Meet Mookah, a striped Tabby cat with a famously prickly disposition, who has just demonstrated to myself, the dog, and herself as well, that it is never too late to make a change for the better.
As cats go, Mookah is thirteen years old and therefore “getting up in years.” I suppose you could say that she and I (rapidly approaching Medicare eligibility) and Lucky, my ten year old dog, are all in the same boat. We have long-standing habits, routines, and ways of doing things. Mookah has lived most of her life proving her reputation as being difficult, unfriendly, aloof, standoffish, prickly, thoroughly hostile to other cats, and generally very tightly wound.
You get the picture. She is also beautiful, with feral grey and brown and cream stripes, gorgeous green eyes, and a delicate, elegant figure. But her looks were never what anybody took away from a casual encounter. Bloody scratches, perhaps, or maybe a tooth mark if she took exception to how long you tentatively stroked her forehead in an effort to make friends.
Technically, Mookah has been my younger daughter’s cat since she was a wee kitten rescued from a shelter. However, as has been true with a few other family felines, there have been times that Mookah has moved into my house as a temporary arrangement.
The transitions have never been smooth or easy. Ferocious cat fights were common, and blood was occasionally spilled. She caused so much disruption while my house was for sale a few years ago that I finally “rehomed” her to a perky college student who was quite happy to pamper Mookah and worship her as an “only cat.”
The large empty nest eventually sold, and I moved to my present, smaller digs. And then, a year after I had weepily handed Mookah over to her new owner and driven away with tears streaming down my face, the college student reached out to me in a panic. She had moved to a new apartment, and only after moving discovered that her landlord would not allow a cat on the premises. Could I possibly take Mookah back?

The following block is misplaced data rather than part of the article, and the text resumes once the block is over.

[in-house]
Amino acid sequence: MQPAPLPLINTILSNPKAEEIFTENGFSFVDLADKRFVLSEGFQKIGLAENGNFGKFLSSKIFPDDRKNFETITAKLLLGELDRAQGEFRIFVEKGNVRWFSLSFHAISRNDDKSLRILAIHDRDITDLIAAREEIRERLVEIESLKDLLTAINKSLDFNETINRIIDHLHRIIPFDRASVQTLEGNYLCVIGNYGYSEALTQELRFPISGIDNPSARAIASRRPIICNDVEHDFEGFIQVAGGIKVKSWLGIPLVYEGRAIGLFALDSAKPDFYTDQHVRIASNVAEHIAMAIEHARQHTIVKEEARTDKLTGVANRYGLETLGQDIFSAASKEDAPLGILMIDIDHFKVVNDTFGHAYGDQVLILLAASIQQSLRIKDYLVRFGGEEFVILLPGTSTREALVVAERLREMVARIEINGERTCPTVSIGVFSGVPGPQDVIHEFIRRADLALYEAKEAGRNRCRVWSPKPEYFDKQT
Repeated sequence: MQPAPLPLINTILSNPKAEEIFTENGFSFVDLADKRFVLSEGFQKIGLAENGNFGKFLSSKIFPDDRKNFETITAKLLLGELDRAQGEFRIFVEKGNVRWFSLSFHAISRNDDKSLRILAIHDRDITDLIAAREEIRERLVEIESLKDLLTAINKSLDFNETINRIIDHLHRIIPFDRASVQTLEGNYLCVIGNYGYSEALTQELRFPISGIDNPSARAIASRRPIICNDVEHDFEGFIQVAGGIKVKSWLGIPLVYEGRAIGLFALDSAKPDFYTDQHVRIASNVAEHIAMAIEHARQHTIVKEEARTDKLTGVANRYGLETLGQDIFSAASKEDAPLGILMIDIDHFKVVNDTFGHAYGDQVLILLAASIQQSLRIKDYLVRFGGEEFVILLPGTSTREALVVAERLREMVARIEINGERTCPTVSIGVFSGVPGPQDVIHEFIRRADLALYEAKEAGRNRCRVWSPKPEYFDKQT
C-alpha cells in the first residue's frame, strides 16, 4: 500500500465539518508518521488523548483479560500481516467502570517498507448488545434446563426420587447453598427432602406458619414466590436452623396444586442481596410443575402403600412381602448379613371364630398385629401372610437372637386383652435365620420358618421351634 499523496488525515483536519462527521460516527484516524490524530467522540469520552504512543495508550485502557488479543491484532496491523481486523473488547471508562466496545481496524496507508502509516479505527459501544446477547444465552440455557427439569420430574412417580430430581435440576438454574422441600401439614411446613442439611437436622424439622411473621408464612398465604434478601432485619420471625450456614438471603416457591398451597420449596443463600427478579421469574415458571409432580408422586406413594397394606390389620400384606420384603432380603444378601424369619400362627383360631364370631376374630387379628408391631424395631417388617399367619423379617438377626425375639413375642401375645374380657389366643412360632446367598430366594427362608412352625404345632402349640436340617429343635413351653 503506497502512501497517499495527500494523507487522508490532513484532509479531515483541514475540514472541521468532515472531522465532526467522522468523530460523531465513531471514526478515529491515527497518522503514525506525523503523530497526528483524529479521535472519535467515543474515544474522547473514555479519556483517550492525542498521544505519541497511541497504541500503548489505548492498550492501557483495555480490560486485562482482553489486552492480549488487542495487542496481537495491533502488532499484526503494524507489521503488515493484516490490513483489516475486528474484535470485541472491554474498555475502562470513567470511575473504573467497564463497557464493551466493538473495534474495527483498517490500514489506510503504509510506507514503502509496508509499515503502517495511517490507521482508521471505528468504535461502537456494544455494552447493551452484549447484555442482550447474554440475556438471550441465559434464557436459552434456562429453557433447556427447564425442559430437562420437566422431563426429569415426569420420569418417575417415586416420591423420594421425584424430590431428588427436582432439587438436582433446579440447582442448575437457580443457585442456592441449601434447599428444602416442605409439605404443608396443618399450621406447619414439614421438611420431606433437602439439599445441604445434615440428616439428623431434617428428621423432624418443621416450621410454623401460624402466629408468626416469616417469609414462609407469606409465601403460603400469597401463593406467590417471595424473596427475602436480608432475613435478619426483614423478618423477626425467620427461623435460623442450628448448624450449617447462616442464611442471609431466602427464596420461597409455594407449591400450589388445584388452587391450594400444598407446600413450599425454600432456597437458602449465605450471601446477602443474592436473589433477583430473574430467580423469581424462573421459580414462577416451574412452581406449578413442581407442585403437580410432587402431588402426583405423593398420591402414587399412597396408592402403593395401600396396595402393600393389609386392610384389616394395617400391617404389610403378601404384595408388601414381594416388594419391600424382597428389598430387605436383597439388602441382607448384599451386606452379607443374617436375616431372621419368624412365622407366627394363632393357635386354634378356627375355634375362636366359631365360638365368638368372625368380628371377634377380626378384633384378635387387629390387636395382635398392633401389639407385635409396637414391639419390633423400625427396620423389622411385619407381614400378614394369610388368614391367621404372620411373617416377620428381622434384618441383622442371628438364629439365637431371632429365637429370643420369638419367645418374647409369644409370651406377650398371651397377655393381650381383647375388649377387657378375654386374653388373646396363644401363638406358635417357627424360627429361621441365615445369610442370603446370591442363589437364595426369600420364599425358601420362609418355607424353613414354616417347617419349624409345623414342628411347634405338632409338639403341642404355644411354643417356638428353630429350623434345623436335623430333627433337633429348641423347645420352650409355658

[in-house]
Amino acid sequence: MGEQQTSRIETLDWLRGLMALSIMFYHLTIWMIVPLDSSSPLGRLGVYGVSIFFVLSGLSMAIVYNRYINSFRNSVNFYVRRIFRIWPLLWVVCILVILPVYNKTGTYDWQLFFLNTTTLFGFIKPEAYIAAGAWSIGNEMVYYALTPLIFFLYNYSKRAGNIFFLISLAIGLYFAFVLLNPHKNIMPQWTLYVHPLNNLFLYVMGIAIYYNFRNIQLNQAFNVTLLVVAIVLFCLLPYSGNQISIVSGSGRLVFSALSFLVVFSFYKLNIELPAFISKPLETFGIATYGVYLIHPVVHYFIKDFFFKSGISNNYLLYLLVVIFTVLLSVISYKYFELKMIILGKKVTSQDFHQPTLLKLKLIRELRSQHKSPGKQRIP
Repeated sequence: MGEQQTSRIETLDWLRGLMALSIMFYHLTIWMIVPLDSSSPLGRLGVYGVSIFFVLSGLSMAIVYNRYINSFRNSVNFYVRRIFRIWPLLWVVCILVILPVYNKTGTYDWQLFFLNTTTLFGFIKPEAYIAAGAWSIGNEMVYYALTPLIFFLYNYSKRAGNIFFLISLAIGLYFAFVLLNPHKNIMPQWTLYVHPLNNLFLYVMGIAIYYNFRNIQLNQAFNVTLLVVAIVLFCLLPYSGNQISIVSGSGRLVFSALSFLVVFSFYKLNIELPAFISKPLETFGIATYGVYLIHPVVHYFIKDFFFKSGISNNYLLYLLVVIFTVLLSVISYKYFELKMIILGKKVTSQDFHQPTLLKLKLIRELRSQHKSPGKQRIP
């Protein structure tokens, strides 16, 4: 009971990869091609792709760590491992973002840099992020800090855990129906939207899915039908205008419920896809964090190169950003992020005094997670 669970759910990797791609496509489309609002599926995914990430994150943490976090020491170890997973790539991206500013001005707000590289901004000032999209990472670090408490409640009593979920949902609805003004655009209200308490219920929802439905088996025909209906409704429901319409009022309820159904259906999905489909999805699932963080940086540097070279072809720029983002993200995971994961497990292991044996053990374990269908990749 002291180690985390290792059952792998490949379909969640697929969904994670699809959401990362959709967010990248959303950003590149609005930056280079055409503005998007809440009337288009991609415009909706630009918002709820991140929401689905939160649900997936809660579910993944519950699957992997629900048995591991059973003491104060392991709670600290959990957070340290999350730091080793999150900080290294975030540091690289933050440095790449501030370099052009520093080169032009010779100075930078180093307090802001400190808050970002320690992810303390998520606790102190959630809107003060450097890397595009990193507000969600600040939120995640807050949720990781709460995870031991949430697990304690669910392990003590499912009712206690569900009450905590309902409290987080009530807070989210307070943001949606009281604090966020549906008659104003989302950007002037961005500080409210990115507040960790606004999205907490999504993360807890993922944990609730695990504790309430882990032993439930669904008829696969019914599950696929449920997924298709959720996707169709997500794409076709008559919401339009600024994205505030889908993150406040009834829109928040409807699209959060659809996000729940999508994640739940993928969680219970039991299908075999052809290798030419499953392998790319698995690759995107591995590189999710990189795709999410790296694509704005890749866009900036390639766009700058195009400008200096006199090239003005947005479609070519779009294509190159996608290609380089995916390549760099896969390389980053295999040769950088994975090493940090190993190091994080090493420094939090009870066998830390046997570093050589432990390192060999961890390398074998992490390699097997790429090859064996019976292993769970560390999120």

What’s a “cat grandmother” to do? I said “yes,” of course. However, she was not going to be an “only cat” at my house. Not only was there another cat on board—Smokey who was friendlier, cuddlier, more relaxed, constantly seeking physical contact and thoroughly adapted to lap sitting and tummy rubs—I still had my large dog, Lucky.
If I had thought that navigating several pet egos and tamping down bloodshed was difficult in a five-bedroom house with two floors, it was only going to get harder in a tiny duplex!!
The prevailing New World Order required that the house was effectively partitioned into two zones, with Lucky appointing himself as the “cat police” to enforce compliance. Smokey got the living room and my bedroom, where he curled up beside my pillow every night and purred. Mookah got the smaller bedroom where my daughter stayed when she was in town, and the small den at the back of the house.
Lucky kept a constant eye on the living room, enforcing the new rules. Mookah dared not take a step into the living room without being greeted at the doorway by a large canine staring her down as if to say “you shall not pass!”
Lucky is part Border Collie, by the way. He may not have a flock of sheep to boss around, but “herding cats” became second nature to him.